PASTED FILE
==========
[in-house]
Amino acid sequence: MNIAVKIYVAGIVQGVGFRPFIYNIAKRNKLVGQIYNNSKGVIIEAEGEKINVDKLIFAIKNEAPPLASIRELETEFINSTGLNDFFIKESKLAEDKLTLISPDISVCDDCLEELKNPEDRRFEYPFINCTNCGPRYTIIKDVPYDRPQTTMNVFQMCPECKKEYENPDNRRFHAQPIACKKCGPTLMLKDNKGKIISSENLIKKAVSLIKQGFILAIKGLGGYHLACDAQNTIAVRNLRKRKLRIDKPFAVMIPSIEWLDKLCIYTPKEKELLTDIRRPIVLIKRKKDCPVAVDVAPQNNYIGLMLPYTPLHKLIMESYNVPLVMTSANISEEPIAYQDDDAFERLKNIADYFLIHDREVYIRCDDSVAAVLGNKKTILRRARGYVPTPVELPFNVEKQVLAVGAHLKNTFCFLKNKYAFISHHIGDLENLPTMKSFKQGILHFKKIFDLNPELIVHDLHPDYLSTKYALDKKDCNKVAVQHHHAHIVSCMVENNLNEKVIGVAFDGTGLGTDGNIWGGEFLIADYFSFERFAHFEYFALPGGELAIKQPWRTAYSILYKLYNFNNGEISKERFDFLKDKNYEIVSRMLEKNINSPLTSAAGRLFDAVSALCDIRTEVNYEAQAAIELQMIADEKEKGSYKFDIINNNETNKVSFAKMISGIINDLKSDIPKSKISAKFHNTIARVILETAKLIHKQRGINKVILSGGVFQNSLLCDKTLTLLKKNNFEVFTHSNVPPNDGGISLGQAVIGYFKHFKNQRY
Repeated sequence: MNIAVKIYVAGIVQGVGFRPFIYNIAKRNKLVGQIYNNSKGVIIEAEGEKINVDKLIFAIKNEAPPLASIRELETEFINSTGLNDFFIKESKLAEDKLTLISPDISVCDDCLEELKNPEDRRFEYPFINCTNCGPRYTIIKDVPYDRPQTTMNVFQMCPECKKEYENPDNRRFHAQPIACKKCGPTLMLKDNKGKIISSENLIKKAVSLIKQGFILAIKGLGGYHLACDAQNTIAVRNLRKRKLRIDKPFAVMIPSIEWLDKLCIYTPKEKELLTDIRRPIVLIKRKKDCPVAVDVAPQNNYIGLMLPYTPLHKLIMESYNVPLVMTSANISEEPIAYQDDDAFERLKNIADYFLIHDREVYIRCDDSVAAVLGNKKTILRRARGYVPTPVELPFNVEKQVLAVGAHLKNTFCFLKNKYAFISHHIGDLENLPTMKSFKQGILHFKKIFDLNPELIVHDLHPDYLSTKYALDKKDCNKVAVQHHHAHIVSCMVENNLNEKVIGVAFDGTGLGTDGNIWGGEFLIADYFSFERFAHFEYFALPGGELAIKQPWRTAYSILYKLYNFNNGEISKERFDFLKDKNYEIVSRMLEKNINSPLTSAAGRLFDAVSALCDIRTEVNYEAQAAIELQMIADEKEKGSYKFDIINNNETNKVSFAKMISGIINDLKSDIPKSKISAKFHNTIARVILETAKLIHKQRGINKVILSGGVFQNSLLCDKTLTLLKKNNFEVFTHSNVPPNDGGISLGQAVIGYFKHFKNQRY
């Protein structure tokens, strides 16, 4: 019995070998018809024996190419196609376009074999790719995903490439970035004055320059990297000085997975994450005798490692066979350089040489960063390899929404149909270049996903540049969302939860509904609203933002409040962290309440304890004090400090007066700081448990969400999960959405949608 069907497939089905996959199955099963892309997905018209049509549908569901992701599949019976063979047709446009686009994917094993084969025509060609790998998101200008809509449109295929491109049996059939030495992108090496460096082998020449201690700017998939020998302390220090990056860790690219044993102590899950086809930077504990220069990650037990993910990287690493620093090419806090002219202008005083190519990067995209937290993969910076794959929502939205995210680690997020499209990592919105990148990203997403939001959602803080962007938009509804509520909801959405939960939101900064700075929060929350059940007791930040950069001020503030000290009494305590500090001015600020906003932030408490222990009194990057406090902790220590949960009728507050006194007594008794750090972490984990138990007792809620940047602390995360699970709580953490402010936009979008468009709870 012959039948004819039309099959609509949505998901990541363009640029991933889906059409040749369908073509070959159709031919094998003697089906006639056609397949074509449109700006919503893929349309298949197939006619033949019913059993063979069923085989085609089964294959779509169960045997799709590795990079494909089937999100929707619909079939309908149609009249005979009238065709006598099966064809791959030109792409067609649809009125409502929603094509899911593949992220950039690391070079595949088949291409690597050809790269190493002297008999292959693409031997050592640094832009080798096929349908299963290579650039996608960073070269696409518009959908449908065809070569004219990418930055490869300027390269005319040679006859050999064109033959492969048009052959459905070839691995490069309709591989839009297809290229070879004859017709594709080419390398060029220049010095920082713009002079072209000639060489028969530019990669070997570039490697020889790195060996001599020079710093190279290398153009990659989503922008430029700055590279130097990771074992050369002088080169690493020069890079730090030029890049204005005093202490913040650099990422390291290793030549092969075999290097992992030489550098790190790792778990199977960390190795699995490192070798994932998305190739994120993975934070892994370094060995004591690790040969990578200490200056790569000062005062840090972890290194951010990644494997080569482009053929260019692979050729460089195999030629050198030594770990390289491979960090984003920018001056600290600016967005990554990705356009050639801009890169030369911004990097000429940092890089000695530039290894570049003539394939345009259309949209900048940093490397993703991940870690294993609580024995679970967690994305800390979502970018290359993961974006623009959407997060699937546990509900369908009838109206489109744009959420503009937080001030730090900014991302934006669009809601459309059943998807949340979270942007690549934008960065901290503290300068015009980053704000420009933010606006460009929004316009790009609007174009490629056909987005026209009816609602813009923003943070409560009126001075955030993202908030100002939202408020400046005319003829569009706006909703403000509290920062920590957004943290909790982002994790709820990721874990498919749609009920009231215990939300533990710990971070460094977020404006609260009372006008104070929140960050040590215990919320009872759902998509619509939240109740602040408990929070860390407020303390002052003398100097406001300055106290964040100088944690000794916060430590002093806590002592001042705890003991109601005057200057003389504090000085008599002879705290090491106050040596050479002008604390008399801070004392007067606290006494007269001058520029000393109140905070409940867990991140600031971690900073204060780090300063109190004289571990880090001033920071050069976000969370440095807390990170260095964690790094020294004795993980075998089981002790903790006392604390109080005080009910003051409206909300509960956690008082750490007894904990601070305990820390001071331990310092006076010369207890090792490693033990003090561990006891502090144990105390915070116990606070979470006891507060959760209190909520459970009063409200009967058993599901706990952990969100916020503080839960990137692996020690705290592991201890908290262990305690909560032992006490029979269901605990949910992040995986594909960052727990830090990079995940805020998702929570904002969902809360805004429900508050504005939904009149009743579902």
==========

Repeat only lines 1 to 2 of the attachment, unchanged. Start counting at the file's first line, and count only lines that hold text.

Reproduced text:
[in-house]
Amino acid sequence: MNIAVKIYVAGIVQGVGFRPFIYNIAKRNKLVGQIYNNSKGVIIEAEGEKINVDKLIFAIKNEAPPLASIRELETEFINSTGLNDFFIKESKLAEDKLTLISPDISVCDDCLEELKNPEDRRFEYPFINCTNCGPRYTIIKDVPYDRPQTTMNVFQMCPECKKEYENPDNRRFHAQPIACKKCGPTLMLKDNKGKIISSENLIKKAVSLIKQGFILAIKGLGGYHLACDAQNTIAVRNLRKRKLRIDKPFAVMIPSIEWLDKLCIYTPKEKELLTDIRRPIVLIKRKKDCPVAVDVAPQNNYIGLMLPYTPLHKLIMESYNVPLVMTSANISEEPIAYQDDDAFERLKNIADYFLIHDREVYIRCDDSVAAVLGNKKTILRRARGYVPTPVELPFNVEKQVLAVGAHLKNTFCFLKNKYAFISHHIGDLENLPTMKSFKQGILHFKKIFDLNPELIVHDLHPDYLSTKYALDKKDCNKVAVQHHHAHIVSCMVENNLNEKVIGVAFDGTGLGTDGNIWGGEFLIADYFSFERFAHFEYFALPGGELAIKQPWRTAYSILYKLYNFNNGEISKERFDFLKDKNYEIVSRMLEKNINSPLTSAAGRLFDAVSALCDIRTEVNYEAQAAIELQMIADEKEKGSYKFDIINNNETNKVSFAKMISGIINDLKSDIPKSKISAKFHNTIARVILETAKLIHKQRGINKVILSGGVFQNSLLCDKTLTLLKKNNFEVFTHSNVPPNDGGISLGQAVIGYFKHFKNQRY